As babies grow, their nutritional needs might change. They often need more frequent feeding or more food at each feeding. The introduction of solid foods often happens around this time too. Babies at around six months also are more distracted during feedings which can impact the amount of calories they’re getting in a day. Not having enough to keep them full can cause disruption to their sleep, and hunger will cause them to wake up in the middle of the night. 


As babies grow, they become more aware of their surroundings and explore the world around them with increased curiosity. They are like sponges, soaking up every sound, sight, and touch around them. This type of increased stimulation without enough time to wind down before bed can impact their quality of sleep.

Changes in Sleep Needs

As babies get older, their wake windows need to increase. A wake window is the time a baby should be awake between naps and bedtime. A 6-month-old’s wake window should be between two to three hours. Some little ones around this also transition from three naps to two. If a baby’s wake window is too short, their sleep will also tend to be too short.

How Long Does the 6 Month Sleep Regression Last?

I want to encourage you: your baby will sleep again, and it won’t take long! The 6 month sleep regression usually only lasts about a week. I want to encourage you to stay consistent through this time. Introducing a new routine or changing your habits can cause a much longer struggle in getting your little one to return to good sleep. Check out my tips below on how to survive this sleep regression.

Tips for Surviving the 6 Month Sleep Regression

Here are my tips if your 6-month-old is waking every hour.

Stay active during wake time.

Help your baby stay active and engaged during wake time. Encourage floor time for crawling and rolling. Provide objects that support them as they begin to practice pulling up. Keeping them active during playtime can benefit their sleep. This happens by reducing restlessness during naps and bedtime.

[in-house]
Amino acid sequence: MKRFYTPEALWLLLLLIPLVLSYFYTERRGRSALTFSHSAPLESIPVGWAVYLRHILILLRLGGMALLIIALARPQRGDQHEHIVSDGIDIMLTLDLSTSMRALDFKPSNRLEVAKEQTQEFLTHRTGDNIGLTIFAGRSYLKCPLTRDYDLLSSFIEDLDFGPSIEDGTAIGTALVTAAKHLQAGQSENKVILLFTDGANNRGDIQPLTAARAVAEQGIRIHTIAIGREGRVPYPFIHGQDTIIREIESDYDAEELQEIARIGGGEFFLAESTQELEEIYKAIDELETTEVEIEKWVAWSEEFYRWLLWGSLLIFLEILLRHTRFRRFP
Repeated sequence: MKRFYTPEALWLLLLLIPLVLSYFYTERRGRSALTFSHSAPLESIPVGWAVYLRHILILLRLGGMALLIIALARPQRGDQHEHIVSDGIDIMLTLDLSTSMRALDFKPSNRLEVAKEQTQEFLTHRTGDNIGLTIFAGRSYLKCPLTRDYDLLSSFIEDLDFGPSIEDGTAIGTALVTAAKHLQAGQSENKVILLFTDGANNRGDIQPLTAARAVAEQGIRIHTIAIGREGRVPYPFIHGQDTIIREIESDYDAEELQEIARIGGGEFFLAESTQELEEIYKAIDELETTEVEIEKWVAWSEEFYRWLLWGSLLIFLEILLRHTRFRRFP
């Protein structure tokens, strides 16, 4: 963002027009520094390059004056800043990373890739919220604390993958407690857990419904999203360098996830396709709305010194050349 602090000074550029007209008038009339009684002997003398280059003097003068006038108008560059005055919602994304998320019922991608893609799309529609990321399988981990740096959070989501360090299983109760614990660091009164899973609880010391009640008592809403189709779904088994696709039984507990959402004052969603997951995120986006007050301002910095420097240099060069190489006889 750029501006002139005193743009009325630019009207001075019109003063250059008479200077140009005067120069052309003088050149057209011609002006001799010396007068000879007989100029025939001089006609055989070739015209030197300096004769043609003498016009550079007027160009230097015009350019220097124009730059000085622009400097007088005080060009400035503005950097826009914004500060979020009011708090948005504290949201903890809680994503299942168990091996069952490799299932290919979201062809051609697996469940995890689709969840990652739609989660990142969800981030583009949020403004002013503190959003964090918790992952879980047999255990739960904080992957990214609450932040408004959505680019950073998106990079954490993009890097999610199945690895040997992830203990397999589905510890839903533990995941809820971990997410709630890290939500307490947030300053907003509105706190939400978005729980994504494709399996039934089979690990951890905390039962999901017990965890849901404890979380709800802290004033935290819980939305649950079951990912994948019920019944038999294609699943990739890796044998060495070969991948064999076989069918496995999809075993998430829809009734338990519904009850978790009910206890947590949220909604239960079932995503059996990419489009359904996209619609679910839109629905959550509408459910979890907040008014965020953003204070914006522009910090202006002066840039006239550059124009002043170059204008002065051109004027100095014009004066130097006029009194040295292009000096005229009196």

Pay attention to bedtime.

7:00 to 8:00 pm is a good time to go to bed for babies around six months old. Keeping a baby up too late can cause overtiredness and the inability to fall asleep. Your 6 month old should have about 2 hours of awake time before they’re put to bed. Develop a bedtime routine and try to get your little one down around the same time each night. 

Stay consistent.

Though giving in when your baby is struggling to sleep may be tempting, try to stay consistent. A regular sleep routine helps your little one recognize bedtime, creating a sense of comfort. By staying consistent, you can help the regression phase to pass more quickly and smoothly.

Begin to increase wake time.

It’s necessary to have productive awake time, so your little one can get good sleep for both naps and nighttime. A 6-month-old should stay awake for 2-3 hours between each sleep and stay active. 

Support and reassure your baby.

It’s important to be consistent and stay on a schedule to ensure you’re responsive to their needs. If your baby is teething and needs a little extra cuddling, that’s okay. Also, if your baby wakes up early and seems overly hungry, adjusting the schedule a little is okay. Paying attention to your 6 month old’s cues and making small adjustments can be necessary for creating a sleep routine.

Give it time.

Remember to have patience. Your baby is having a hard time and can’t tell you how they’re feeling. This regression is temporary. By following these guidelines, your baby will get back to sleeping through the night, and you will get to sleep again too.

Ask for help

Sometimes, all the Google searches and educational blogs aren’t enough, and you need extra help navigating this sleep regression.

6 month sleep regression

Is your 6 month old waking every hour after a week of following these tips?

If so, it might be time to ask for help. I provide personalized sleep consultations. I also have a proven track record of assisting families in identifying the causes of 6 month sleep regression. Let’s work together to find a solution that brings peaceful nights back to your home.